“Reforming and strengthening the rent laws really is going to be one of the defining issues of this session,” said Brian Kavanagh (D-Manhattan, Brooklyn), chairman of the State Senate’s Housing Committee. “This goes to the core question of whether people can move into a community, put their children in local schools, and expect to be able to continue to live there affordably over time and contribute to their community.”
Cuomo in his budget listed “repealing preferential rent” alongside “ending vacancy decontrol” and “limiting building and apartment improvement charges.”
Vacancy decontrol allows owners of rent-regulated apartments to convert them to unregulated, market-rate apartments once they reach a threshold around $2,800.
Many Democrats and tenant advocates say the current system that lets landlords increase rent after making improvements is flawed, because it doesn’t pay close enough attention to what work is actually being done and how much it actually costs.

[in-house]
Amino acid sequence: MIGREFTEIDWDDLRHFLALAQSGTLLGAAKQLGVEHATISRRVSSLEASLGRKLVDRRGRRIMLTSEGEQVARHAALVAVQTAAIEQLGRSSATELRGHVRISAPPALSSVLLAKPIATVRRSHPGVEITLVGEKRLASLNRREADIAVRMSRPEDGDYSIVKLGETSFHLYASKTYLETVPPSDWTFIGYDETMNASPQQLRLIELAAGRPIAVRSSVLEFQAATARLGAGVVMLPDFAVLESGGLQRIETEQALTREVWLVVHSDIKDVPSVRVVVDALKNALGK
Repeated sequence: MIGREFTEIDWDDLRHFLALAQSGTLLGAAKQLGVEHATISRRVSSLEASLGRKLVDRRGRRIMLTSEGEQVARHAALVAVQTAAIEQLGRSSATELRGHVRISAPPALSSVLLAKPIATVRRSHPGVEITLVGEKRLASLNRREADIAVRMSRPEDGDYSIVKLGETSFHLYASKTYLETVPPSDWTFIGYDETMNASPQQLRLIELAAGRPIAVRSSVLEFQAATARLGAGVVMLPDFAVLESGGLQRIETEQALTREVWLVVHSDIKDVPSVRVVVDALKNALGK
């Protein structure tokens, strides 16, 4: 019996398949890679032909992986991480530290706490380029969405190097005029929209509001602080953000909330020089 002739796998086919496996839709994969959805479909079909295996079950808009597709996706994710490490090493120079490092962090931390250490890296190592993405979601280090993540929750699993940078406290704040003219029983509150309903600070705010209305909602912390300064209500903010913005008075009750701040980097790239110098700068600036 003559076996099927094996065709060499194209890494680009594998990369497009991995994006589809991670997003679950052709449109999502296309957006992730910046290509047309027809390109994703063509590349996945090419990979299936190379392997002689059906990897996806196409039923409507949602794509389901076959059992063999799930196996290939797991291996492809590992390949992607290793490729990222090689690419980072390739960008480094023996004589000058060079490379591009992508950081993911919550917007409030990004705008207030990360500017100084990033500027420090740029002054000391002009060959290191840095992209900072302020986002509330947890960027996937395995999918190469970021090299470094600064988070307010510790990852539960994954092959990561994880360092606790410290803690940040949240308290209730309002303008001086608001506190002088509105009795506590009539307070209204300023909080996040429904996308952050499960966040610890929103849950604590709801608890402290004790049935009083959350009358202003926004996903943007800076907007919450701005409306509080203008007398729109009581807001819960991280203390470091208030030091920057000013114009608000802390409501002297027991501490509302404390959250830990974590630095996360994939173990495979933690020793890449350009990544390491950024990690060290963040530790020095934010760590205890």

“We often see either very basic repairs instead of improvements, or we see no improvements at all but a huge bump in rent,” said Judith Goldiner, from the Legal Aid Society.
(Scott Heins / Gothamist)
Frank Ricci, from the Rent Stabilization Association, a local industry group representing 25,000 landlords and property managers, says they already have to document all improvements, and will oppose any bill that calls for greater scrutiny or reduces the formula for claiming rent increases from repairs and improvements.
“The problem with all this is that your government is trying to micromanage the checkbook of every owner of every building in the city, and that's just ludicrous,” Ricci said. “Buildings in New York City on average are 80 years old. When something breaks, the older the building is, the more money you need to fix it.”
One major provision that Cuomo did not mention altering—that Kavanagh and many Democratic lawmakers would like to see and landlords would live to prevent—is the roughly 20 percent automatic rent hike landlords are allowed to charge each time an apartment turns over.